OK, so maybe I have to try to answer the royal conundrum
I was initially planning to simply not answer the royal conundrum for any single game at all, but I guess it’s a bit weird to write an article about the challenges and solutions of point-buy design without even trying to answer the core question. That question being, why does GURPS (or Hero System, equivalently) have that remarkable point buy chassis? Even if we agree that having generalized power lists is great fun and everybody should be doing that (questionable), why do you have to price those powers out carefully and build characters by budgeting the things you want? Why can’t you just give the character the powers they should have (as per your character concept)? Presumably you’re following some sort of build plan, after all, so you already know what you want the character to have. What do you gain with the pricing and budgeting?
An answer that I would characterize as naïve would be to say that you have to have a points budget or otherwise the players will create characters that are too powerful for the planned campaign. Or what if one player creates a character that’s more powerful than the rest? This basic answer is faulty, I think, because it does not rise from a place of artistic strength: it presumes that the group cannot coordinate and restrain themselves without having a rulebook on the table (for the GM to hide behind, presumably) reminding them to practice moderation. Adults (and why would be presume that children would play something like GURPS) should be perfectly capable of coordinating the creation of a bunch of appropriate heroes for their particular flavour of adventure story without pricing their ideas in terms of points. It is possible in many other roleplaying games, after all, and those aren’t played by remarkably wiser people as far as I know.
I’m no veteran of GURPS or Hero System (which doesn’t mean unfamiliarity with point-buy, because the frigging thing is everywhere), but I did formulate a bit of a theory about GURPS after playing a handful of sessions a couple of years ago. I noticed that the game’s most delightful aspect was the way it attempted to marry the formal character description (stats, skills, etc.) with organically reality-based adventure situations. You might expect a massive point-buy game to simply say that you have X points invested in a Jumping skill, and therefore if you encounter a pit with X points of width, you can jump over the pit. But no, pits don’t get points in GURPS (unlike e.g. vehicles, which certainly do), pits get meters of wideness, and you get this cute little formula for calculating how far your character can jump based on their various characteristics.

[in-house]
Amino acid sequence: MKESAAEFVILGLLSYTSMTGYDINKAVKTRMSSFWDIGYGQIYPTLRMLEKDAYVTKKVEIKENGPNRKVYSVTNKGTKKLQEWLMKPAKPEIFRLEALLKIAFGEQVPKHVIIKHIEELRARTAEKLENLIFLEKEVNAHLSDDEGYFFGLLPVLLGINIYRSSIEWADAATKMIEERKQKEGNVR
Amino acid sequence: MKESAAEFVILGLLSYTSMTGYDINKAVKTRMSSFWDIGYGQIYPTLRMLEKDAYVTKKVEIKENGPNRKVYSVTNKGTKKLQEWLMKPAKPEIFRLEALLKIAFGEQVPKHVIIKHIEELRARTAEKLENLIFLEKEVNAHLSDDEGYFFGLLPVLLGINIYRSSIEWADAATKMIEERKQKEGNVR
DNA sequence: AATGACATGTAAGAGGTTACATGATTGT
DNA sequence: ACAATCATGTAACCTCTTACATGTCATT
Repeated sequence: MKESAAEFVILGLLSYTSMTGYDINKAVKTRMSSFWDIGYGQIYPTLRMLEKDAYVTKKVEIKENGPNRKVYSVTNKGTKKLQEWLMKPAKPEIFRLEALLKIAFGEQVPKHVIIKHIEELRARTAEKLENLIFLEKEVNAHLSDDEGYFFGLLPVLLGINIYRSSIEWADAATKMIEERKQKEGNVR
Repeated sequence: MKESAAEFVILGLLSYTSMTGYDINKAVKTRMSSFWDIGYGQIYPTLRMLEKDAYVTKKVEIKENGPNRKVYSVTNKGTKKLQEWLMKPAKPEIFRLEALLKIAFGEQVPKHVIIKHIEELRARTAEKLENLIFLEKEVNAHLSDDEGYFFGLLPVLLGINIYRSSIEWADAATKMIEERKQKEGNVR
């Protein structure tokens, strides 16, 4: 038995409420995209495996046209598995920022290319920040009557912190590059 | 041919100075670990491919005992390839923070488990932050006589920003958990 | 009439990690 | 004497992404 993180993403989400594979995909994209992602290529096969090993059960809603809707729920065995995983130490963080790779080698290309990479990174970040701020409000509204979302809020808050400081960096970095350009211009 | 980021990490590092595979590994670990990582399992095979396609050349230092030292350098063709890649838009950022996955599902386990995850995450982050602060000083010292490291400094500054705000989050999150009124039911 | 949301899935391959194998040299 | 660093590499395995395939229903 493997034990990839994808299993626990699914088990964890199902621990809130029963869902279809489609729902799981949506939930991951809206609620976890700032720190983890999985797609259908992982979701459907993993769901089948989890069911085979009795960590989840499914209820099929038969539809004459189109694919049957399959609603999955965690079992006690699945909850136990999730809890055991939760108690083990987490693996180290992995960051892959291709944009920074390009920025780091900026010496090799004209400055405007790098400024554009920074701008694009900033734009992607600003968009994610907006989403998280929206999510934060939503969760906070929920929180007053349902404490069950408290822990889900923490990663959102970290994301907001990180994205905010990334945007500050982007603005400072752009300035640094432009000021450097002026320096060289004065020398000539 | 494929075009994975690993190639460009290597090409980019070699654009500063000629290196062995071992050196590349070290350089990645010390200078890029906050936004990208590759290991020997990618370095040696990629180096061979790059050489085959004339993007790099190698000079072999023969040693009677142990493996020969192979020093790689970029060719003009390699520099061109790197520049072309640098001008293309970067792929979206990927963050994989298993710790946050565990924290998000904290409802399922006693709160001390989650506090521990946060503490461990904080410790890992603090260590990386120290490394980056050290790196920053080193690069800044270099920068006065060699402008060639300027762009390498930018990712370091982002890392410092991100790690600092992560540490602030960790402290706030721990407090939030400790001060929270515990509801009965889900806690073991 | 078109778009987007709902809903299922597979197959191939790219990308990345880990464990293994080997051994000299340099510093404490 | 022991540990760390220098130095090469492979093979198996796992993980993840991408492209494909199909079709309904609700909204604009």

(Hero System is a bit similar, by the way, but generally slightly more “cartoony”. It does have jumping distance calculations, too, but I wouldn’t personally be very surprised if I encountered a pit trap statted up with X points of wideness in that game. At least I can say off the top of my head that you could calculate the value of “wideness” in points by figuring out how much jumping strength it takes to triumph against so much wideness; superior amounts of points should have the advantage.)
Aside from that, though, the points-counting business… I don’t know, I think that the pricing and budgeting is just a metastasized cyst, a remainder of when this stuff had some relevance early in the game’s development history. What I see in GURPS is the attention-significance phenomenon I mentioned earlier as an underlying feature of point-buy systems: having points implies mechanical complexity (more powers) and more agency, more “power”. Maybe, just maybe having players create characters on identical budgets helps ensure that those players have similar amounts of agency in the game. But of course this is another naïve illusion, any experienced gamer knows it to be a truth that your agency as a player is, and always shall be, a feature of how you play the game. GURPS cannot give you agency by giving you points.
I should note that I’m very on board with the formal mechanization agenda that GURPS has: it wants me to “build characters” by defining their statistics and skills and powers, using pre-existing building blocks. Combine that with some setting that I’m interested in, and I’ll be there with bells on. For example, I would find it entertaining to stat up the Fellowship of the Ring from LotR in GURPS, and put them through their paces against some adventurous challenges. The more of Middle-Earth stuff we’d build for the campaign, the more interesting it would be to use the various characters to benchmark each other and produce an usable playset. Maybe something more primal would work even better, like I don’t know, He-Man and the Masters of the Universe. We could debate how many Strength points He-Man should have for hours. But where does the points budgeting enter into this?
I imagine a GURPS campaign where there are no preset budgets, and perhaps we wouldn’t even care about pricing (how much this or that costs). Does that not work in some way? If it does work, then does that mean that there is no answer to the royal conundrum and GURPS would be better off without the pricing and the budgets?